More preferably, further comprised is a sensor for sensing a rotating state of the imaging surface in a direction around an optical axis, wherein the disparity detector determines a hierarchical relationship of the object scene by referencing a sense result of the sensor.

According to the present invention, an imaging controlling program product executed by a processor of an electronic camera provided with an imager having an imaging surface irradiated with an optical image of an object scene, the imaging controlling program product comprises: a first detecting step of detecting a distance to a specific object present in the object scene; a second detecting step of detecting brightness information of the object scene in association with a detecting process of the first detecting step; and a determining step of determining whether or not the distance detected by the first detecting step and the brightness information detected by the second detecting step satisfy a predetermined condition so as to adjust an imaging parameter.

According to the present invention, an imaging controlling method executed by an electronic camera provided with an imager having an imaging surface irradiated with an optical image of an object scene, the imaging controlling method comprises: a first detecting step of detecting a distance to a specific object present in the object scene; a second detecting step of detecting brightness information of the object scene in association with a detecting process of the first detecting step; and a determining step of determining whether or not the distance detected by the first detecting step and the brightness information detected by the second detecting step satisfy a predetermined condition so as to adjust an imaging parameter.

The above described features and advantages of the present invention will become more apparent from the following detailed description of the embodiment when taken in conjunction with the accompanying drawings.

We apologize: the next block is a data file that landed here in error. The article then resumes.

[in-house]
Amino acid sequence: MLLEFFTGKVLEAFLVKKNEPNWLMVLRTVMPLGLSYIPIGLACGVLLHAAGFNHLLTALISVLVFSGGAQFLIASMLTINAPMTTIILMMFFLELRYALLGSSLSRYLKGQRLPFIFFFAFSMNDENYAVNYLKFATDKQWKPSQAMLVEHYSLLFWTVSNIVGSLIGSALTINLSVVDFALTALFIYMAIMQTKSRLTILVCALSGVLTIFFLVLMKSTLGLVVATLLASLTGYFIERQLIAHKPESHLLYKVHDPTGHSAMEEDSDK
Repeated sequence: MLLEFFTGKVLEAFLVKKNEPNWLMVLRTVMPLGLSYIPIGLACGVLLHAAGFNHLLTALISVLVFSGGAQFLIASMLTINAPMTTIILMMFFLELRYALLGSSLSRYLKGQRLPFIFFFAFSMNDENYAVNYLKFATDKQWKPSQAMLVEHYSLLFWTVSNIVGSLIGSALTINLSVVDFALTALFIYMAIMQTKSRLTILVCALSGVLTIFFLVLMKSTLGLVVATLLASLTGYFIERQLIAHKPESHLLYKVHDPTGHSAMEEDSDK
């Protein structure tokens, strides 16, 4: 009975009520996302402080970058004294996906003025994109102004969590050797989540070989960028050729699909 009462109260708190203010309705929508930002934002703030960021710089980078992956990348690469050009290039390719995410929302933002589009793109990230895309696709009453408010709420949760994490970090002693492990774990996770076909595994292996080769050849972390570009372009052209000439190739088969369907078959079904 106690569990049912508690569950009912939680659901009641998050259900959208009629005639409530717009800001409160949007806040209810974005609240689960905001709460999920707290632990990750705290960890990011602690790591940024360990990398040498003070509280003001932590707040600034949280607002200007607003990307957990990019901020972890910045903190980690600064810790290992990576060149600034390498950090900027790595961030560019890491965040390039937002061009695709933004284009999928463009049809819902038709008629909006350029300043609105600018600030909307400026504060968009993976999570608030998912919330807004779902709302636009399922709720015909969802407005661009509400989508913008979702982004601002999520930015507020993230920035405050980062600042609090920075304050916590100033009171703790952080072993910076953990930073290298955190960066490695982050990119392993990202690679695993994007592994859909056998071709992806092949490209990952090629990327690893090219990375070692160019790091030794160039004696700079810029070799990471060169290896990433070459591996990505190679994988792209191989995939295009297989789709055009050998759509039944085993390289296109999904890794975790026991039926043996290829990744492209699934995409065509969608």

BRIEF DESCRIPTION OF THE DRAWINGS

FIG. 1 is a block diagram showing a configuration of one embodiment of the present invention;

FIG. 2 is an illustrative view showing one example of an allocated state of an evaluation area and an evaluation block on an imaging surface;

FIG. 3(A) is an illustrative view showing one example of an object scene captured in an embodiment in FIG. 1;

FIG. 3(B) is an illustrative view showing another example of the object scene captured in the embodiment in FIG. 1;

FIG. 4 is a flowchart showing one portion of an operation of a CPU applied to the embodiment in FIG. 1;

FIG. 5 is a flowchart showing another portion of the operation of the CPU applied to the embodiment in FIG. 1;

FIG. 6 is a flowchart showing still another portion of the operation of the CPU applied to the embodiment in FIG. 1;

FIG. 7 is a flowchart showing yet still another portion of the operation of the CPU applied to the embodiment in FIG. 1;

FIG. 8 is a flowchart showing another portion of the operation of the CPU applied to the embodiment in FIG. 1;

FIG. 9 is a flowchart showing still another portion of the operation of the CPU applied to the embodiment in FIG. 1;

FIG. 10 is a block diagram showing a configuration of another embodiment of the present invention;

FIG. 11 is a flowchart showing one portion of an operation of a CPU applied to the embodiment in FIG. 10;

FIG. 12 is a flowchart showing another portion of the operation of the CPU applied to the embodiment in FIG. 10;

FIG. 13(A) is an illustrative view showing one example of an allocated state of an evaluation area and an evaluation block in a state of being inclined by 90 degrees to a left; and

FIG. 13(B) is an illustrative view showing one example of an allocated state of an evaluation area and an evaluation block in a state of being inclined by 90 degrees to a right.

DETAILED DESCRIPTION OF THE PREFERRED EMBODIMENTS

With reference to FIG. 1, a digital camera 10 according to this embodiment includes a focus lens 12 and an aperture unit 14 respectively driven by drivers 18 a and 18 b. An optical image of an object scene that undergoes these components is irradiated onto an imaging surface of an imaging device 16, and subjected to photoelectric conversion. Thereby, electric charges representing the object scene image are produced.